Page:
|KC Chief's Linebacker Jovan Belcher|
The Jovan Belcher murder/suicide has really struck a cord for me, and I feel strongly that it's time the NFL makes a choice to step up and better protect their players from this type of tragedy repeating it's self.
What's interesting to me is that Belcher had the presence of mind to go and tell his coach "thank you" for all he had done for him, before he killed himself. For some reason this makes sense to me, knowing how players think and operate. I read a blog where the writer was
criticizing this move as him going to "thank his God" meaning the coach, and wasting those last words on a coach instead of his family. That's not it at all, in my view. If a player has a good relationship with his coach then that is in all reality the most important relationship in his life, more than likely. It's a nurturing, pushing, profound role coaches play in the life of a player. For many players they become detached form the other people in their life when they are in the league, even family. Those relationships change dramatically when they begin making money etc. So the role of a coach is often the most important. For him to feel the need to leave an in person suicide note with his coach, as it were, makes sense and means he had the presence of mind to understand that the biggest part of his life, wasn't reason enough to not snap. They live in an isolated pressure-cooker of expectations, physical demands that are ridiculous, lack of sleep, loss of genuine people in their life, add money to that picture and it can be a deadly combination.
All I can think about is what must have got him to that point? What was he dealing with that perhaps he felt he had to keep inside and not get help in dealing with? Of course I don't know this guy at all or what his history is/was or if he had help, all I can go off is the conversations I've had with dozens of men in positions like his. I know that many times, I'm one of the only people they feel they can open up and confide in. This is why I love what I do so much, because of the trust and the opportunity I've been given to help take some of that stress away, and give them advise, help, and a listening ear, one that is always going to give them the truth. I see how much they need it, and I wish that more players would reach out and get Life Coaches, or Therapists, or go to church or whatever means they need to have someone they can talk to, and get help with some of the issues they face, in an environment that is safe and built on mutual trust.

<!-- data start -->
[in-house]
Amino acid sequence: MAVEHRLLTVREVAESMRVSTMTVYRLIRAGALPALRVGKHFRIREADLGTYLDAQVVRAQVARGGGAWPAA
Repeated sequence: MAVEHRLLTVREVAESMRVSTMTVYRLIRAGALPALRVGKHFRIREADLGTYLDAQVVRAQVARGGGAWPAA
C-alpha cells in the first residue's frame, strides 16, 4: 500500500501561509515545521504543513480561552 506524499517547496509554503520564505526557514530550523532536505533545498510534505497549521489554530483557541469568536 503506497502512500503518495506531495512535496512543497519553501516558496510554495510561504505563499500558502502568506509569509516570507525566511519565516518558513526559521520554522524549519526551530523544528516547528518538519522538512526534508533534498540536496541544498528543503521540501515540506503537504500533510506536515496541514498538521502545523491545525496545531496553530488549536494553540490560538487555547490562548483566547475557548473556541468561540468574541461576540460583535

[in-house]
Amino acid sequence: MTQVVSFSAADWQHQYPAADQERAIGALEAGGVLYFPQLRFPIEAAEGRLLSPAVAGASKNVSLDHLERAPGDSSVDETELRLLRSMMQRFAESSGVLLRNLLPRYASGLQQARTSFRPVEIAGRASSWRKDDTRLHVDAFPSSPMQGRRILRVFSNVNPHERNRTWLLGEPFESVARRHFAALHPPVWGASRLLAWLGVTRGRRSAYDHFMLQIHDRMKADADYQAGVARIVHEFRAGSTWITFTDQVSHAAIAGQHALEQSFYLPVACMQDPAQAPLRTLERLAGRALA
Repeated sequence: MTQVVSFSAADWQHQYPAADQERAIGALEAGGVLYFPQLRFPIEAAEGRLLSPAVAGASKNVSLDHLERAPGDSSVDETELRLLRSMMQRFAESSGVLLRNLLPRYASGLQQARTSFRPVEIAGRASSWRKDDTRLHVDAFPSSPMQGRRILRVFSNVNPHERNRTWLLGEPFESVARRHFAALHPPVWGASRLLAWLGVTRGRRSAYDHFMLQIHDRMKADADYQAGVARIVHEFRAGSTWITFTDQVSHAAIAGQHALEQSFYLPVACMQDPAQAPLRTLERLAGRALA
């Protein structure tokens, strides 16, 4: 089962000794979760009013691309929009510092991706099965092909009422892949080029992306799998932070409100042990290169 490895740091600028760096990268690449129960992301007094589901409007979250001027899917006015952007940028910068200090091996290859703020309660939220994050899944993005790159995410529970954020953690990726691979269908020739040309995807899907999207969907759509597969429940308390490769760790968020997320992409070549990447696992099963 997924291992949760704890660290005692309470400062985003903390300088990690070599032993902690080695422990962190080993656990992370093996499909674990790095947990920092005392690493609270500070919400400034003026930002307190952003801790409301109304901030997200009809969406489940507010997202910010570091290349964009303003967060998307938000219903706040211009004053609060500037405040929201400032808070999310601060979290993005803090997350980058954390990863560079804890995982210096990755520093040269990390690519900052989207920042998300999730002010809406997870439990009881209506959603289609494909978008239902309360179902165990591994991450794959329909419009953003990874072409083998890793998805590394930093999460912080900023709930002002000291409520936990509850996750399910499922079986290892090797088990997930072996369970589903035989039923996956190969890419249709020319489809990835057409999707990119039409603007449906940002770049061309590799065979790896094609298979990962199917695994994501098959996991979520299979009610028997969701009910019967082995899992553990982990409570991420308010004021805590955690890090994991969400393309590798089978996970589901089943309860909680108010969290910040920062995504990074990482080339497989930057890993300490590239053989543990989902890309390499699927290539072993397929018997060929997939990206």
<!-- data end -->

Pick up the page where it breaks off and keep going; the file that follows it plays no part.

I feel that this, and the other stories like it the past few years should be a serious wake-up call to the NFL. The League needs to enforce mental health therapy as a preventative measure and as an ongoing part of being a player in the league. Will players complain? You bet! Will they think it's soft and ridiculous? Probably. Get over it! If the organization as a whole, mandated that players see some type of person they can talk to (therapist, priest, life coach, minister, counselor whatever) on a weekly basis then maybe these types of erratic explosions and loss of life would be minimized. Maybe that person could have caught that he was dealing with extra stress or was "out of it" as one report suggested after his last game (and too many direct hits to the head, suggested the report). A player can report to practice after suffering some heavy blows in a game and "appear fine", it's not the coaches responsibility to have in depth one on one conversations with these guys. However if it was mandatory that the day after a game (or any time really, but weekly) they check in with their "professional" for a weekly discussion, then maybe that person would be able to pick up on the behavior change.
But without that, what mechanisms are in place to prevent this type of thing from happening again?
NFL, Owner and Coaches... ask yourself that.
|Tragic ending for a beautiful family|
I had to share this comment that was left tonight on my Instagram (@sarahcentrella) about this blog post. As you can see from the comments below, my views are not popular. I stand by my strong belief that more can be done to provide these players with tools to better deal with the pressure of their life, and just maybe it could help prevent another tragedy. By all accounts Jovan seemed to be a "good guy" which means that this can happen to anyone... he wasn't a serial killer. He didn't seem to have a dark and brooding past, he'd never been physically violent before... this means that anyone has the potential to snap under this type of pressure.
Why not provide them with better tools?
Why not enforce the use of those resources?
What's the harm in it?
Thanks for your comments and keep them coming, a good debate means that this is a sore subject which means it's time to have it addressed head on, that's all I'm hoping to do, raise awareness.
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~Written by: Sarah Centrella for Thoughts.Stories.Life.
*This is an interactive blog please leave your comments and thoughts, I will respond :)